ADHD Case Study Review
This week’s blog article features a summary of a case study published in 2004, featuring a child diagnosed with Attention Deficit/Hyperactivity Disorder (ADHD). The diagnosis was made by the child’s general practitioner at age 2 and the child was put on pharmaceuticals for 3 years to attempt treatment. At age 5 the child was brought to a chiropractor who uses Chiropractic BioPhysics to analyze and treat the spine. There was no previous analysis done of the spine to correlate the child’s symptoms to possible structural and postural distortions affecting nervous system function. The child was also in a hypoxic state due to birthing complications for 4 days following birth. Hypoxia has been shown to be a possible cause of ADHD as well.
The family chose to visit a CBP trained chiropractor and was analyzed for postural distortions. Upon examinations, the major posture distortions included forward head posture and right head translation. The patient was treated with CBP mirror image adjustments as well as cryotherapy, mirror image exercises and extension compression traction. The patient was treated 5 times a week over an 8-week period for a total of 35 visits. This was done because the family was moving in 2 months. The patient began care with a reversal of the normal Harrison ideal spine cervical curve of -36 degrees. The patients cervical curve measured +12 degrees and had an atlas plane line of 8 degrees to horizontal. A normal atlas plane line measurement is 29 degrees to horizontal.
After beginning care the parents reported changes in the child’s behavior at several different times. On the 12th visit the mother reported she noticed positive changes in her child’s behavior. On the 17th visit the mother reported that she noticed a decreased in the frequency of her child’s facial tics. On the 27th visit the mother reported that they had an appointment scheduled with their general practitioner to discuss the continued use of Ritalin. The medical doctor determined that based on the child’s symptoms he no longer was prescribed any of the 3 medications he had been taking for the past 3 years. On the 35th visit a post treatment radiograph was taken and the Harrison posterior tangent method was used to measure the new cervical configuration. The new measurement was a 32 degree lordosis and the new atlas plane line was a 22 degree to horizontal measurement.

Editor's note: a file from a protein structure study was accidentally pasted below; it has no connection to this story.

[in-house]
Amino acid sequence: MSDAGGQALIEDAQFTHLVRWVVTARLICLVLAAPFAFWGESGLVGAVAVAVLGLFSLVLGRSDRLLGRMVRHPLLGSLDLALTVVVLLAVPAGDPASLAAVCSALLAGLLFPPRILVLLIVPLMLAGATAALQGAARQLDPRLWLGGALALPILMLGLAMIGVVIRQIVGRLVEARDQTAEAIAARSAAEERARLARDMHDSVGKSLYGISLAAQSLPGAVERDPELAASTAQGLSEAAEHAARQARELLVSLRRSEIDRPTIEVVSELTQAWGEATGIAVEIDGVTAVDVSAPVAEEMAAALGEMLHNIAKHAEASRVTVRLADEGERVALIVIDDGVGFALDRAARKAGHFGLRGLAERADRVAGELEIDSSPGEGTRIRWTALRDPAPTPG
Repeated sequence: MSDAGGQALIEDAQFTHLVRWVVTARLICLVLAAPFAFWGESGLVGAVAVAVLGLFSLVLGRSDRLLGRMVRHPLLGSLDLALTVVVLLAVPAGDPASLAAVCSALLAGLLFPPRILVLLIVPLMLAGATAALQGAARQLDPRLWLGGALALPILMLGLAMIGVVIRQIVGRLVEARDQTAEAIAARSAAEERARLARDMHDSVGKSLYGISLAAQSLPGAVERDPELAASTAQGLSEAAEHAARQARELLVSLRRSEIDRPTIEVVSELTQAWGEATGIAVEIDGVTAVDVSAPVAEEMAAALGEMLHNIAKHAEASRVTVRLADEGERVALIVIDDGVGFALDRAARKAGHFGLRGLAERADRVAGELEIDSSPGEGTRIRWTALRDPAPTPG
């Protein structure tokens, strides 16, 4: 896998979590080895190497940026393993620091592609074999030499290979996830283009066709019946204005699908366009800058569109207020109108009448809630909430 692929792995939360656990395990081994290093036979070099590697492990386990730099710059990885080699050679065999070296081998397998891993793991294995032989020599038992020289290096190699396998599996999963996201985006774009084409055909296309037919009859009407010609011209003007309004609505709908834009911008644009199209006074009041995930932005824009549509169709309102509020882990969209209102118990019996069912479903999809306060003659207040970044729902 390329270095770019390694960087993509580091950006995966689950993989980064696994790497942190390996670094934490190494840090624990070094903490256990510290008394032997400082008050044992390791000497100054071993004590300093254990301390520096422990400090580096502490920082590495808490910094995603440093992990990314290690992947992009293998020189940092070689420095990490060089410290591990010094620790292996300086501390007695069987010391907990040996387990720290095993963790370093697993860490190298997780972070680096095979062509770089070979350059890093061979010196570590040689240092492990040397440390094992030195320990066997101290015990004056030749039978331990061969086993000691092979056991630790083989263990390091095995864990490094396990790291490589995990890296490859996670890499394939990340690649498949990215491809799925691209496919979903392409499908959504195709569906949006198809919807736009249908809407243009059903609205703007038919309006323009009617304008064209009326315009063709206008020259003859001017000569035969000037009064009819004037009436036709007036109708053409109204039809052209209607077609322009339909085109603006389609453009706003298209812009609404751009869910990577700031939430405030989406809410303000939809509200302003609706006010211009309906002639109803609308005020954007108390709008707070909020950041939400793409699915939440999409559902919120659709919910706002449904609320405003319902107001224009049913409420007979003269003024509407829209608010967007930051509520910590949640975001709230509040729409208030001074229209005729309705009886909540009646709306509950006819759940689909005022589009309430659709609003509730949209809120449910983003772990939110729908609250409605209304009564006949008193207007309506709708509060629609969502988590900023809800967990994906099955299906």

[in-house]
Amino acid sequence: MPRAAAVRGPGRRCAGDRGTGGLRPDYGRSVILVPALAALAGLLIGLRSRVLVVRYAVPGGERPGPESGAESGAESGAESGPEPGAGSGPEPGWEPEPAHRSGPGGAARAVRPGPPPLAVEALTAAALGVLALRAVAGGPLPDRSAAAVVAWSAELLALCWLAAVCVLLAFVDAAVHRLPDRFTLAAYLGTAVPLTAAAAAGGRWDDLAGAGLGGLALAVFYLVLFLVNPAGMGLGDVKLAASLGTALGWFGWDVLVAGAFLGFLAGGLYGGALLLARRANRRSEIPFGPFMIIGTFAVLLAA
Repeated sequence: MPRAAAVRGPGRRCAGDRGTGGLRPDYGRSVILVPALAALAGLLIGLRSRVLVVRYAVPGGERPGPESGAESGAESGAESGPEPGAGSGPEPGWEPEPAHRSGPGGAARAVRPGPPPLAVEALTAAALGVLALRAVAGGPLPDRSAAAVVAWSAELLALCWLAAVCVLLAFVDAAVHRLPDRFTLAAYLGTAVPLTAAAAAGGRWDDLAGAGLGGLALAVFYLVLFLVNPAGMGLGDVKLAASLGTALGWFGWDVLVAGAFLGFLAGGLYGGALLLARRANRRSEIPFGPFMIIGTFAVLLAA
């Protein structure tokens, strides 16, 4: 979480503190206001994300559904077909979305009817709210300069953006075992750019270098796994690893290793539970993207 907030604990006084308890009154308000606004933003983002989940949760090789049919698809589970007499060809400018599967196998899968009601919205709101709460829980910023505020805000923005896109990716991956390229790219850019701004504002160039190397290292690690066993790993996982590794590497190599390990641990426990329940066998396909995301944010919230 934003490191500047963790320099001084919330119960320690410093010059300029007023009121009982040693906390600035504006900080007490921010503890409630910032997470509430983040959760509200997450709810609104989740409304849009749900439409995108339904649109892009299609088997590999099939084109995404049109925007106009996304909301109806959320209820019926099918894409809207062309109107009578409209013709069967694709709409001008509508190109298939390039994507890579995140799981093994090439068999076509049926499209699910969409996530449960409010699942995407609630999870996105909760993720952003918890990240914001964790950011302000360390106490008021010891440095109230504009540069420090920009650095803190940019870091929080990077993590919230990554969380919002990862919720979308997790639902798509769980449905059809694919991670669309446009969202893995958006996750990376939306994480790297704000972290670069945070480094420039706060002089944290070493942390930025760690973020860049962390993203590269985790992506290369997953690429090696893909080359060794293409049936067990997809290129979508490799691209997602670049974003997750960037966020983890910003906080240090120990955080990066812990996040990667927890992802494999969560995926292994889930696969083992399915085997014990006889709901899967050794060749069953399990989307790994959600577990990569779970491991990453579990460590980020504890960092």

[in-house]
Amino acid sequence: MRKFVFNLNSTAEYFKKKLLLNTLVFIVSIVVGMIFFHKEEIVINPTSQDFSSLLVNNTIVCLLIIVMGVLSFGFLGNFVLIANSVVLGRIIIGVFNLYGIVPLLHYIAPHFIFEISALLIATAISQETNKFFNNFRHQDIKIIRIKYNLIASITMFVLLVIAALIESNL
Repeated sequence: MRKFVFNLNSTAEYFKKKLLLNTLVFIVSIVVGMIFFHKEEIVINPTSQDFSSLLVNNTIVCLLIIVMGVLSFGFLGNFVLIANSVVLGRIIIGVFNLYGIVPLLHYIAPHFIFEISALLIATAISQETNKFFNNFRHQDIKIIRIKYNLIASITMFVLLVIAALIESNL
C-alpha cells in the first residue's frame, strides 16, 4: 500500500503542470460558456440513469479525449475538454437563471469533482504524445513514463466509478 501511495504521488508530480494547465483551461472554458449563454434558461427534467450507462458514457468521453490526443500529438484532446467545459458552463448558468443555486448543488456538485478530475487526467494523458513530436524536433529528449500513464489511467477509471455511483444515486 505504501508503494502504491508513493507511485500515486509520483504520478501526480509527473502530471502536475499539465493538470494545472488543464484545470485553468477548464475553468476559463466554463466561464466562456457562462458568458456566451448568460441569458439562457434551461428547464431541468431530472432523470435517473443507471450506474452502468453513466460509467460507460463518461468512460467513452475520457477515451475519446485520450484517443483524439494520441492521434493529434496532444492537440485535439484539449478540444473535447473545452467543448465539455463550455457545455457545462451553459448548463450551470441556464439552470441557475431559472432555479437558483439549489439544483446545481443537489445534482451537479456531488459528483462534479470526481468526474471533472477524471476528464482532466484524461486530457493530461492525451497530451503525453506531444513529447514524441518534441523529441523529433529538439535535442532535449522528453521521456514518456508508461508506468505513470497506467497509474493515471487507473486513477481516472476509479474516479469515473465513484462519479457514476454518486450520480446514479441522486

Some limitations of the study include that the child may have had spontaneous remission of the ADHD symptoms, the child may have been misdiagnosed by the medical doctor, and the parents of the child may have been reporting false symptom improvement. The abnormal postures observed in the patient causes abnormal mechanical forces and strains to be put on the spine and spinal cord. The mechanical forces cause microvascular permeability changes to occur which affects impulse propagation of the nerves. Gradual decompression of nerve roots can increase intrinsic flow according to a study cited in this article. Since the central nervous system in the master controller of all of the systems in the body, it is hypothesized that the structural integrity of the spine can be a major variable in many disease processes including ADHD.
Harrison, D., Bastecki, A., & Haas, J. (2004). CERVICAL KYPHOSIS IS A POSSIBLE LINK TO ATTENTION-DEFICIT/HYPERACTIVITY DISORDER. Journal of Manipulative and Physiological Therapeutics . Retrieved April 30, 2017.